After their formation, Dr. Cutler was sent to negotiate with the U.S. Congress to help the company secure a claim on the portion of land they were interested in. While there, Cutler alligned himself with William Duer, secretary of the U.S. Treasury Board. Duer and his associates formed a steadfast group of New York speculators determined for the settlement of the area west of the appalachians. At this time, Congress desperately needed revenue. It was the economic strain and the pressure from Duer and Cutler that helped them to secure the incorporation in the Northwest Ordinance, for the government of the North-West Territory of the paragraphs which prohibited slavery and provided for public education and for the support of the ministry.

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Rufus Putnam

After the creation of the Northwest Territory, Cutler suggested that the Governor of the territory be General Arthur St. Clair, who was then serving as the President of Congress. Once St. Clair had been appointed to his new position, two new contracts were signed on October 27, 1787 between St. Clair, Cutler, and Major Wihthrop Sargent, the secretary of the Ohio Company. The first was for the absolute purchase for the Ohio Company, of 1,500,000 acres (6,000 km²) of land at the confluence of the Ohio and Muskingum rivers from a point near the site of the present Marietta, to a point nearly opposite the site of the present Huntington, West Virginia, for a payment of $1 million in government securities, then worth about 12 specie to the dollar. The contract also provided that one section of land in every township be devoted to the maintenance of public schools, another section be set apart for religious uses, and two entire townships be reserved for a university. The second was an option to buy all the land between the Ohio and the Scioto rivers and the western boundary line of the Ohio Companys tract, extending north of the tenth township from the Ohio, this tract being preempted by Manasseh Cutler and Winthrop Sargent for themselves and others actually for the Scioto Company. Cutler's original intent was to buy for the Ohio Company only about 1,500,000 acres (6,000 km²), but on the July 27, Congress authorized a grant of about 5,000,000 acres (20,000 km²) of land for $3,500,000; a reduction of one-third was allowed for bad tracts, and it was also provided that the lands could be paid for in United States securities. On the same day Cutler and Sargent for themselves and associates transferred to William Duer, then Secretary of the Treasury Board, and his associates one equal moiety of the Scioto tract of land mentioned in the second contract, it being provided that both parties were to be equally interested in the sale of the land, and were to share equally any profit or loss. However, the interest of the Scioto Company was only speculative, and their contract lapsed before any land was purchased. In contrast, the Ohio Company held a genuine plan of settlement.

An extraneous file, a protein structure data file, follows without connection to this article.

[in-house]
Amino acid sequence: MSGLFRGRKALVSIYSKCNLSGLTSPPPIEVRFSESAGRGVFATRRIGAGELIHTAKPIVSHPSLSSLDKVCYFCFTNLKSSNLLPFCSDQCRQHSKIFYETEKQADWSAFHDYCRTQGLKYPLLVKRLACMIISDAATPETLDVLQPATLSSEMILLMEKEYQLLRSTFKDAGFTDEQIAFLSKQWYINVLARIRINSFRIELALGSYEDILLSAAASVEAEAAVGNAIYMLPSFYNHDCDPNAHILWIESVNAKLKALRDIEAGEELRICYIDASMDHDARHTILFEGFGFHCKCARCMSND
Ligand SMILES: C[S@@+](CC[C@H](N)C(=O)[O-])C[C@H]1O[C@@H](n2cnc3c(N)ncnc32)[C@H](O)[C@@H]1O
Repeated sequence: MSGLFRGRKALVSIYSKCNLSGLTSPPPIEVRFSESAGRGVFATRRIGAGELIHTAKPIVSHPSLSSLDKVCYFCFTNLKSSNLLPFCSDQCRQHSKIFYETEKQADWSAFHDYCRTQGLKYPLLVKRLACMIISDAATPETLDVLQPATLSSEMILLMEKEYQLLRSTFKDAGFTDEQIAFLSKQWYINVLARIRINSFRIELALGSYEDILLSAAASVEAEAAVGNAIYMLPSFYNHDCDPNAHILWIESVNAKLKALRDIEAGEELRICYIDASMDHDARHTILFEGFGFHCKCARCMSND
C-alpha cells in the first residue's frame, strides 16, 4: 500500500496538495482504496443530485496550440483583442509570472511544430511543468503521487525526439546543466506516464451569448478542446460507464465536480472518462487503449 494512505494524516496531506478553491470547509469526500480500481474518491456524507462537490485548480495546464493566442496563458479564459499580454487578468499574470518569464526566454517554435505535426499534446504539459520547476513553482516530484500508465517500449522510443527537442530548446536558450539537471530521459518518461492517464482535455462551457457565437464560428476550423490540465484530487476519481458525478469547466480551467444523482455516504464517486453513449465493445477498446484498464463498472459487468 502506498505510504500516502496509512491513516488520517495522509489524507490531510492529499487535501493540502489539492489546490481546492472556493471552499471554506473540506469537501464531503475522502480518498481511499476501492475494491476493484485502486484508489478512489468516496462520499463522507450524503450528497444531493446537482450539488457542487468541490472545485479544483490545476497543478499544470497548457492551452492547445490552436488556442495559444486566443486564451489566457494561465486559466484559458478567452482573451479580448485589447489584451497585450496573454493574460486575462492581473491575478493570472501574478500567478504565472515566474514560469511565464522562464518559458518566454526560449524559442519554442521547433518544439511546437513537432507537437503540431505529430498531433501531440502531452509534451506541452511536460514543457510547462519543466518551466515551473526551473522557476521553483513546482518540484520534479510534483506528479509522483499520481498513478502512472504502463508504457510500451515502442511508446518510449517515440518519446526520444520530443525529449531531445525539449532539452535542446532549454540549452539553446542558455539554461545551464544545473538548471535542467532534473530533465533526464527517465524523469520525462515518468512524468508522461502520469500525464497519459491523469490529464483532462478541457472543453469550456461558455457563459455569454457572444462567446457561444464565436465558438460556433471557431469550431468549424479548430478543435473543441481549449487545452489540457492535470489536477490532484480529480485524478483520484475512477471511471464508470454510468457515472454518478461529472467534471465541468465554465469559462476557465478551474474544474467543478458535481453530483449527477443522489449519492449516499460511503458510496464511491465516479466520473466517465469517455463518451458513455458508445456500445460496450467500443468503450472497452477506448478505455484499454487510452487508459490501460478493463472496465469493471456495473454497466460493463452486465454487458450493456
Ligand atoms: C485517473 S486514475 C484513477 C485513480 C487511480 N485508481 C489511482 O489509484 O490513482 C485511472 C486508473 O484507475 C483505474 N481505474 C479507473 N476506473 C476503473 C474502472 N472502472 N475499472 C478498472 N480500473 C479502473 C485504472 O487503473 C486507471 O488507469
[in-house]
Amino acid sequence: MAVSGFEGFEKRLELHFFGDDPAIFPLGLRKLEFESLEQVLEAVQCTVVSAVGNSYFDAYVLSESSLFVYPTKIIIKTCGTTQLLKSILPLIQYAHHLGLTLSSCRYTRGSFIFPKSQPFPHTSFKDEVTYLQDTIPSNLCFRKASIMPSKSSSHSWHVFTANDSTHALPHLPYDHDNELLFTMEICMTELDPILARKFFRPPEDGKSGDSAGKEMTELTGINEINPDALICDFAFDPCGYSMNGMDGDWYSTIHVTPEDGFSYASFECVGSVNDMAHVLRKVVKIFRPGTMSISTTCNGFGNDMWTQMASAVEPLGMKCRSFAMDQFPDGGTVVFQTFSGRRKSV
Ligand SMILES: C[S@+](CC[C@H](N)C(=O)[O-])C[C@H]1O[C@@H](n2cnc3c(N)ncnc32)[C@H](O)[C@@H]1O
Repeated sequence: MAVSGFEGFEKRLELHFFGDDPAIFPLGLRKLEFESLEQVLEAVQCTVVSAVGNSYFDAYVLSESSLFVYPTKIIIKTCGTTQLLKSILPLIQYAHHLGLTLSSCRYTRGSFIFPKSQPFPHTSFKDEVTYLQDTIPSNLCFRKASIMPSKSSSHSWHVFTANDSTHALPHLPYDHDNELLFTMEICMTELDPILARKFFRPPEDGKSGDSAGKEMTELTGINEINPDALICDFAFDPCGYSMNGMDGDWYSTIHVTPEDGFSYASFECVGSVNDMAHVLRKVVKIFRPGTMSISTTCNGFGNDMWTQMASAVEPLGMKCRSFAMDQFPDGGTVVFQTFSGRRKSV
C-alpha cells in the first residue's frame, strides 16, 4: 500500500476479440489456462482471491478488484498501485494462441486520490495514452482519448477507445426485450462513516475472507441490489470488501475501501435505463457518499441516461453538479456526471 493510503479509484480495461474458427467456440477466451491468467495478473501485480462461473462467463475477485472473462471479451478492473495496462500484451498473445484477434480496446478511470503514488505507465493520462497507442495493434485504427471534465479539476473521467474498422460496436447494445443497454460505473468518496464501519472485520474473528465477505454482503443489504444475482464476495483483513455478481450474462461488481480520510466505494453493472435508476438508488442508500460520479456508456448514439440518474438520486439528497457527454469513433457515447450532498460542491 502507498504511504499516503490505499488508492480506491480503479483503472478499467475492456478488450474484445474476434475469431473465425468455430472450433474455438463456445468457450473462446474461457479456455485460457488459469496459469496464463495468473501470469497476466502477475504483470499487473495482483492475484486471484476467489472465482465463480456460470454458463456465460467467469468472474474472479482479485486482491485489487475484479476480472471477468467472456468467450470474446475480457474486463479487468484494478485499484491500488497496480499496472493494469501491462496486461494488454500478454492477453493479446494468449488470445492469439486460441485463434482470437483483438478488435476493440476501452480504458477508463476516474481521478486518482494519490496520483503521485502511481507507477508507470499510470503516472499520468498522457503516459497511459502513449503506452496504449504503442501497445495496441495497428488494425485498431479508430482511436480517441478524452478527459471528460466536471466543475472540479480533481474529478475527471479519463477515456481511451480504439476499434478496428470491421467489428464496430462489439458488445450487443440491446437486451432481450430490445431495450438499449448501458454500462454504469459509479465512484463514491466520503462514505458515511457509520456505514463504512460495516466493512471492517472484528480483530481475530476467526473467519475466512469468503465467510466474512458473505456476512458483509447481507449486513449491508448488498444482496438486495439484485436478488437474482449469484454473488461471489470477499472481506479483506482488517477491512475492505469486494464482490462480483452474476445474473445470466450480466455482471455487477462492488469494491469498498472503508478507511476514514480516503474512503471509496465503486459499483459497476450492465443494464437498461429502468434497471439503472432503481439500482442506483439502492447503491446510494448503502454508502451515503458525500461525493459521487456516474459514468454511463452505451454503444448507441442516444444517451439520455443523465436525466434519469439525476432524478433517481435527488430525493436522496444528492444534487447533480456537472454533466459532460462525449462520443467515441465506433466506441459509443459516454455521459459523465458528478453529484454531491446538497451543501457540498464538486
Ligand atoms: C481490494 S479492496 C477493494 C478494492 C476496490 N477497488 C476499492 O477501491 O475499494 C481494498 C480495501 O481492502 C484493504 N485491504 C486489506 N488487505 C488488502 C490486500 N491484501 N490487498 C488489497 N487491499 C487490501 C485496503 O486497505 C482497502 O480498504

In 1788, General Rufus Putnam laid out the plans for Marietta, the first permanent settlement in the persent state of Ohio. Colonists were sent out by the Ohio Company from New England to Marietta. The First Purchase was in Washington, Meigs, Gallia, Lawrence and Athens Counties.

In 1792, a second purchase was made of over 200,000 acres (800 km²) in Morgan, Hocking, Vinton and Athens Counties, but in 1796 the Ohio Company divided its shares and ceased to be a genuine land company.

See also: Ohio Country, Ohio Lands